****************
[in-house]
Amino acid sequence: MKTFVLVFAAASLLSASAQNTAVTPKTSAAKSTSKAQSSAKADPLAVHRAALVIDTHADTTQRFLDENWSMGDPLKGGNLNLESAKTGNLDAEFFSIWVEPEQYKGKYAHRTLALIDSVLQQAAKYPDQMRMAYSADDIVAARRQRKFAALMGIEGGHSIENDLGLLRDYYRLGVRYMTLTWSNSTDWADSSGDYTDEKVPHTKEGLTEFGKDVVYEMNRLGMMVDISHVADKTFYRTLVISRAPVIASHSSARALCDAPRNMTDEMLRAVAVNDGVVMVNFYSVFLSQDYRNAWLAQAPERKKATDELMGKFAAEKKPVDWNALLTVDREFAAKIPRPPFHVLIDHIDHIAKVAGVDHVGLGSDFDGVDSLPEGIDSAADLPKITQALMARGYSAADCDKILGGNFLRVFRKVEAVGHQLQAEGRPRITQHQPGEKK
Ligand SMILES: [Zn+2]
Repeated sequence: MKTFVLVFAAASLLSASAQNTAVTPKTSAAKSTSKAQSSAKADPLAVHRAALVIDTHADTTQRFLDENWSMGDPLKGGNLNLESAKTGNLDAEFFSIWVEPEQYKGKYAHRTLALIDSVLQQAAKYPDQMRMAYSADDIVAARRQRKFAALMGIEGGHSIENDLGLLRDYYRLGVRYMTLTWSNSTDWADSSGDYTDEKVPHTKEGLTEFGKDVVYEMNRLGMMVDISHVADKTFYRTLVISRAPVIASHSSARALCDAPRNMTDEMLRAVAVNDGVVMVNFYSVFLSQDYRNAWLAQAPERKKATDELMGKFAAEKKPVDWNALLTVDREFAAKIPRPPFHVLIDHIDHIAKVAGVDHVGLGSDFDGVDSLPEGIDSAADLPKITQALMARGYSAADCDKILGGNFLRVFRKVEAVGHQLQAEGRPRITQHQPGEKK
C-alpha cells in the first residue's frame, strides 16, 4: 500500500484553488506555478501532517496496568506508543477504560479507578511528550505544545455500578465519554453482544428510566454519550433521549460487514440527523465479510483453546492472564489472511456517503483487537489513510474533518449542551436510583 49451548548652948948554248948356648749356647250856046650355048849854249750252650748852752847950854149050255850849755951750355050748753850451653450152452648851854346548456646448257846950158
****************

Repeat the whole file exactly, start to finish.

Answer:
[in-house]
Amino acid sequence: MKTFVLVFAAASLLSASAQNTAVTPKTSAAKSTSKAQSSAKADPLAVHRAALVIDTHADTTQRFLDENWSMGDPLKGGNLNLESAKTGNLDAEFFSIWVEPEQYKGKYAHRTLALIDSVLQQAAKYPDQMRMAYSADDIVAARRQRKFAALMGIEGGHSIENDLGLLRDYYRLGVRYMTLTWSNSTDWADSSGDYTDEKVPHTKEGLTEFGKDVVYEMNRLGMMVDISHVADKTFYRTLVISRAPVIASHSSARALCDAPRNMTDEMLRAVAVNDGVVMVNFYSVFLSQDYRNAWLAQAPERKKATDELMGKFAAEKKPVDWNALLTVDREFAAKIPRPPFHVLIDHIDHIAKVAGVDHVGLGSDFDGVDSLPEGIDSAADLPKITQALMARGYSAADCDKILGGNFLRVFRKVEAVGHQLQAEGRPRITQHQPGEKK
Ligand SMILES: [Zn+2]
Repeated sequence: MKTFVLVFAAASLLSASAQNTAVTPKTSAAKSTSKAQSSAKADPLAVHRAALVIDTHADTTQRFLDENWSMGDPLKGGNLNLESAKTGNLDAEFFSIWVEPEQYKGKYAHRTLALIDSVLQQAAKYPDQMRMAYSADDIVAARRQRKFAALMGIEGGHSIENDLGLLRDYYRLGVRYMTLTWSNSTDWADSSGDYTDEKVPHTKEGLTEFGKDVVYEMNRLGMMVDISHVADKTFYRTLVISRAPVIASHSSARALCDAPRNMTDEMLRAVAVNDGVVMVNFYSVFLSQDYRNAWLAQAPERKKATDELMGKFAAEKKPVDWNALLTVDREFAAKIPRPPFHVLIDHIDHIAKVAGVDHVGLGSDFDGVDSLPEGIDSAADLPKITQALMARGYSAADCDKILGGNFLRVFRKVEAVGHQLQAEGRPRITQHQPGEKK
C-alpha cells in the first residue's frame, strides 16, 4: 500500500484553488506555478501532517496496568506508543477504560479507578511528550505544545455500578465519554453482544428510566454519550433521549460487514440527523465479510483453546492472564489472511456517503483487537489513510474533518449542551436510583 49451548548652948948554248948356648749356647250856046650355048849854249750252650748852752847950854149050255850849755951750355050748753850451653450152452648851854346548456646448257846950158